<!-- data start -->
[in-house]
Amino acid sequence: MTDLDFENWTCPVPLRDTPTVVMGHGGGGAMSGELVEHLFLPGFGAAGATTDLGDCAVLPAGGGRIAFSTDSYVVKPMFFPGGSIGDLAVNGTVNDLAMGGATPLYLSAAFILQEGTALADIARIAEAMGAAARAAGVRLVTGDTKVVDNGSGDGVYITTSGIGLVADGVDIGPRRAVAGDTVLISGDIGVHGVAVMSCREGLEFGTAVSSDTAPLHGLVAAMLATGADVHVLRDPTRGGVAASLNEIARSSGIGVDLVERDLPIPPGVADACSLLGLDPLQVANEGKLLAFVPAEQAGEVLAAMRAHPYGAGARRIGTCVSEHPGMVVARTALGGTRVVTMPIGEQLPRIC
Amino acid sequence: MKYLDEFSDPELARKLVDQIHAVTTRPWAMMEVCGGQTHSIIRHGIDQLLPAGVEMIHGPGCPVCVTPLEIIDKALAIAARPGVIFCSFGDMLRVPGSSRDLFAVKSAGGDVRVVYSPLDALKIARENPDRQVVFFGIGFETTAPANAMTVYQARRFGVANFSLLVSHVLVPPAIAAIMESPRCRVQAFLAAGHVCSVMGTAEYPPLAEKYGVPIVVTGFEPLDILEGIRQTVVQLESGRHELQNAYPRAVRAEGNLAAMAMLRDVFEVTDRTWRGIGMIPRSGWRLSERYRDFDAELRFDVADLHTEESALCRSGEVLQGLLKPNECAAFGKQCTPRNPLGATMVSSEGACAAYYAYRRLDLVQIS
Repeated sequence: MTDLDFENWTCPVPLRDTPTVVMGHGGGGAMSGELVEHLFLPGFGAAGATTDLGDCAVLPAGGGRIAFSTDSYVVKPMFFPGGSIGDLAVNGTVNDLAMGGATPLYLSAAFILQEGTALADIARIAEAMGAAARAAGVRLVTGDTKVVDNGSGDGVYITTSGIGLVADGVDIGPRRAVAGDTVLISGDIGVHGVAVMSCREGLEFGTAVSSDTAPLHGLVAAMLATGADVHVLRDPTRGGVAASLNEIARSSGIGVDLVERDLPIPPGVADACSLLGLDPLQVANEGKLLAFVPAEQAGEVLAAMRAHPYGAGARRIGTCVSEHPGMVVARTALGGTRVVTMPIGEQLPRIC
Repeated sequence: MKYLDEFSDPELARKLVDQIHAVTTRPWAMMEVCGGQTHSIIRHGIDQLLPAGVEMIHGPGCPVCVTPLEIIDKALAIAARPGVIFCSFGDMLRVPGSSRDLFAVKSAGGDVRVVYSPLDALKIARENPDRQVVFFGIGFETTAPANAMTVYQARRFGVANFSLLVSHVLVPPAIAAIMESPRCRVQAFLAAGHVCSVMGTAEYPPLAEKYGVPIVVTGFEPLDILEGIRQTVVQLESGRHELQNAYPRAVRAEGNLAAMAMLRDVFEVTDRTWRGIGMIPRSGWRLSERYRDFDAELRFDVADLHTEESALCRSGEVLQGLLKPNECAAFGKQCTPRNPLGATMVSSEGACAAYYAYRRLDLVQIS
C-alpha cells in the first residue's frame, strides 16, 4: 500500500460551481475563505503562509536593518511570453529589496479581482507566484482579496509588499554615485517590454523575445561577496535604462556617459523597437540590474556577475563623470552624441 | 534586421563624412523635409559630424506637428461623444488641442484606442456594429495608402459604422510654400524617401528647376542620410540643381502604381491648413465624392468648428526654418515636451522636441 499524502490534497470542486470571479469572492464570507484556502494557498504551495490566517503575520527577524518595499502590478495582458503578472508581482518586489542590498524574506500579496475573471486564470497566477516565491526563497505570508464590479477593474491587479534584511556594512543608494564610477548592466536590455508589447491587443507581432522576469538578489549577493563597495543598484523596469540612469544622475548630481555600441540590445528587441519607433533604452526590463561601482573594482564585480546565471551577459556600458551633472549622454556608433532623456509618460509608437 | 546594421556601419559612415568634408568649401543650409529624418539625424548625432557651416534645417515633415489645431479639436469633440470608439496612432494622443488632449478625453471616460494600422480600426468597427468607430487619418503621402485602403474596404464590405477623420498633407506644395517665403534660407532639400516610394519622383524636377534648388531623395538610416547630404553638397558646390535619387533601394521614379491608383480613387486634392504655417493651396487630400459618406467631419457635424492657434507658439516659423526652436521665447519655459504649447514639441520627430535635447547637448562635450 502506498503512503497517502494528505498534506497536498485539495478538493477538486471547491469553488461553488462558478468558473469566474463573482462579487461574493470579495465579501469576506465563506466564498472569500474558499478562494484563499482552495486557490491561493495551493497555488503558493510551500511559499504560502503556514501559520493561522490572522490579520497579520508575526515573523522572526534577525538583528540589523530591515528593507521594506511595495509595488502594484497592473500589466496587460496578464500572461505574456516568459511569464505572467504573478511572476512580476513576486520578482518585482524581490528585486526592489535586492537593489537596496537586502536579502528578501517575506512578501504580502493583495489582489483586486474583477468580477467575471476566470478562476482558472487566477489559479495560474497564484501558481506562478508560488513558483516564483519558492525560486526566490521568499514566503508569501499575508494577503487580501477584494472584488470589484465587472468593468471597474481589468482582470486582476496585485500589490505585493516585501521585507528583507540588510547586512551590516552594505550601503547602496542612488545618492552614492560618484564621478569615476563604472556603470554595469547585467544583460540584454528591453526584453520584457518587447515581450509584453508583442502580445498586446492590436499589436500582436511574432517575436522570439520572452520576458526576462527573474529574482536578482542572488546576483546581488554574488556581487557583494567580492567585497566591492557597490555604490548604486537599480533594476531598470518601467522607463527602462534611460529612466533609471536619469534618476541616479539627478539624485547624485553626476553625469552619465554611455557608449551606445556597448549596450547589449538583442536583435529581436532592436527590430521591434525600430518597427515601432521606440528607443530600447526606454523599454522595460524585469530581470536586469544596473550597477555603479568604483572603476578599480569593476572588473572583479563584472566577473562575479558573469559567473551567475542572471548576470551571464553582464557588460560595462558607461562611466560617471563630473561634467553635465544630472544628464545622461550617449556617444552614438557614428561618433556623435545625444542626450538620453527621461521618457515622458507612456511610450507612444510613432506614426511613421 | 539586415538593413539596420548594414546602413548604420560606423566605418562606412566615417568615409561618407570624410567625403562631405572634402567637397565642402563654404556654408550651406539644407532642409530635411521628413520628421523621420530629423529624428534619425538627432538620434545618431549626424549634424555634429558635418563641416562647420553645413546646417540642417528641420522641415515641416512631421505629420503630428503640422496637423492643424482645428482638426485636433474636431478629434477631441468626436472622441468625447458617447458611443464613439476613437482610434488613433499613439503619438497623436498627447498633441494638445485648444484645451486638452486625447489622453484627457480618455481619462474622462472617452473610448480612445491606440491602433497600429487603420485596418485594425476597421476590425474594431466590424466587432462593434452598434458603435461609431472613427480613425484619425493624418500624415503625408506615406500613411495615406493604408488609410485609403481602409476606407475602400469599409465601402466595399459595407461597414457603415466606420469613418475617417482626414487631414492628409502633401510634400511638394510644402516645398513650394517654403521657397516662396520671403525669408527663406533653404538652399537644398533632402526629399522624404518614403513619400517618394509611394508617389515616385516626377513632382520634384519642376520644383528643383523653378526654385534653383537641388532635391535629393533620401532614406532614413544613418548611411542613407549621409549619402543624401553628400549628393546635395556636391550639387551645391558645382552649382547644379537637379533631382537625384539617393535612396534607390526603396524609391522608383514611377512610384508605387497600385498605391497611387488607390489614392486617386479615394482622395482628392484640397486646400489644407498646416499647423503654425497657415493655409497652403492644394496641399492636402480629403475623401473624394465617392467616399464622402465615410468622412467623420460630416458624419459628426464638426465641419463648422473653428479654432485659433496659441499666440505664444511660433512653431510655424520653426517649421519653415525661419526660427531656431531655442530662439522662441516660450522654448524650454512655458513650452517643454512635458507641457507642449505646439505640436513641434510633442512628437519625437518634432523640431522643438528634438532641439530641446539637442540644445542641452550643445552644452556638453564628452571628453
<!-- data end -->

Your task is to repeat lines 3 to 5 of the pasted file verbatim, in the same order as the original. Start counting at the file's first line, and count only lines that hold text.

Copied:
Amino acid sequence: MKYLDEFSDPELARKLVDQIHAVTTRPWAMMEVCGGQTHSIIRHGIDQLLPAGVEMIHGPGCPVCVTPLEIIDKALAIAARPGVIFCSFGDMLRVPGSSRDLFAVKSAGGDVRVVYSPLDALKIARENPDRQVVFFGIGFETTAPANAMTVYQARRFGVANFSLLVSHVLVPPAIAAIMESPRCRVQAFLAAGHVCSVMGTAEYPPLAEKYGVPIVVTGFEPLDILEGIRQTVVQLESGRHELQNAYPRAVRAEGNLAAMAMLRDVFEVTDRTWRGIGMIPRSGWRLSERYRDFDAELRFDVADLHTEESALCRSGEVLQGLLKPNECAAFGKQCTPRNPLGATMVSSEGACAAYYAYRRLDLVQIS
Repeated sequence: MTDLDFENWTCPVPLRDTPTVVMGHGGGGAMSGELVEHLFLPGFGAAGATTDLGDCAVLPAGGGRIAFSTDSYVVKPMFFPGGSIGDLAVNGTVNDLAMGGATPLYLSAAFILQEGTALADIARIAEAMGAAARAAGVRLVTGDTKVVDNGSGDGVYITTSGIGLVADGVDIGPRRAVAGDTVLISGDIGVHGVAVMSCREGLEFGTAVSSDTAPLHGLVAAMLATGADVHVLRDPTRGGVAASLNEIARSSGIGVDLVERDLPIPPGVADACSLLGLDPLQVANEGKLLAFVPAEQAGEVLAAMRAHPYGAGARRIGTCVSEHPGMVVARTALGGTRVVTMPIGEQLPRIC
Repeated sequence: MKYLDEFSDPELARKLVDQIHAVTTRPWAMMEVCGGQTHSIIRHGIDQLLPAGVEMIHGPGCPVCVTPLEIIDKALAIAARPGVIFCSFGDMLRVPGSSRDLFAVKSAGGDVRVVYSPLDALKIARENPDRQVVFFGIGFETTAPANAMTVYQARRFGVANFSLLVSHVLVPPAIAAIMESPRCRVQAFLAAGHVCSVMGTAEYPPLAEKYGVPIVVTGFEPLDILEGIRQTVVQLESGRHELQNAYPRAVRAEGNLAAMAMLRDVFEVTDRTWRGIGMIPRSGWRLSERYRDFDAELRFDVADLHTEESALCRSGEVLQGLLKPNECAAFGKQCTPRNPLGATMVSSEGACAAYYAYRRLDLVQIS